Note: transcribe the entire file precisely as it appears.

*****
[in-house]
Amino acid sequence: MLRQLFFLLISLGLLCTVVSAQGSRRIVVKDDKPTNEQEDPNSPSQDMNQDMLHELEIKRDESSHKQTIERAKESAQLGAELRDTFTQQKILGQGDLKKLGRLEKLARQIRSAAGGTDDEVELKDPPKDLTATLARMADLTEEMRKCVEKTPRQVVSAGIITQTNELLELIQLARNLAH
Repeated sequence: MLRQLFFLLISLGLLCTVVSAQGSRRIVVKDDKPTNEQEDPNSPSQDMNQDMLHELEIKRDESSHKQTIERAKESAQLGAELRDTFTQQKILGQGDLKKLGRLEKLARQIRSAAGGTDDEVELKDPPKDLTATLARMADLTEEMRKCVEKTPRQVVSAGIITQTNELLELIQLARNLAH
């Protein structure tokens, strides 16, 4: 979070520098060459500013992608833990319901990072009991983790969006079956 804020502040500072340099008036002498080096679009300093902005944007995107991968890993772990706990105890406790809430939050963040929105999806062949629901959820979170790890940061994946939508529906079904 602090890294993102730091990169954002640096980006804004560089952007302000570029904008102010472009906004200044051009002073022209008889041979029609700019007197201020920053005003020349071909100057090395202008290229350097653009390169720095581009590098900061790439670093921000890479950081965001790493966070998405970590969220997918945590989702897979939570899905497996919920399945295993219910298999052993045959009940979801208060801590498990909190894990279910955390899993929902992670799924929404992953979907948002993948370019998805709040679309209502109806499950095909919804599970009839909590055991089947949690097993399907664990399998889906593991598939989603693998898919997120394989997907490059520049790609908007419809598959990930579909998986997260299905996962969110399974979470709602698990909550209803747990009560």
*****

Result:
[in-house]
Amino acid sequence: MLRQLFFLLISLGLLCTVVSAQGSRRIVVKDDKPTNEQEDPNSPSQDMNQDMLHELEIKRDESSHKQTIERAKESAQLGAELRDTFTQQKILGQGDLKKLGRLEKLARQIRSAAGGTDDEVELKDPPKDLTATLARMADLTEEMRKCVEKTPRQVVSAGIITQTNELLELIQLARNLAH
Repeated sequence: MLRQLFFLLISLGLLCTVVSAQGSRRIVVKDDKPTNEQEDPNSPSQDMNQDMLHELEIKRDESSHKQTIERAKESAQLGAELRDTFTQQKILGQGDLKKLGRLEKLARQIRSAAGGTDDEVELKDPPKDLTATLARMADLTEEMRKCVEKTPRQVVSAGIITQTNELLELIQLARNLAH
């Protein structure tokens, strides 16, 4: 979070520098060459500013992608833990319901990072009991983790969006079956 804020502040500072340099008036002498080096679009300093902005944007995107991968890993772990706990105890406790809430939050963040929105999806062949629901959820979170790890940061994946939508529906079904 602090890294993102730091990169954002640096980006804004560089952007302000570029904008102010472009906004200044051009002073022209008889041979029609700019007197201020920053005003020349071909100057090395202008290229350097653009390169720095581009590098900061790439670093921000890479950081965001790493966070998405970590969220997918945590989702897979939570899905497996919920399945295993219910298999052993045959009940979801208060801590498990909190894990279910955390899993929902992670799924929404992953979907948002993948370019998805709040679309209502109806499950095909919804599970009839909590055991089947949690097993399907664990399998889906593991598939989603693998898919997120394989997907490059520049790609908007419809598959990930579909998986997260299905996962969110399974979470709602698990909550209803747990009560």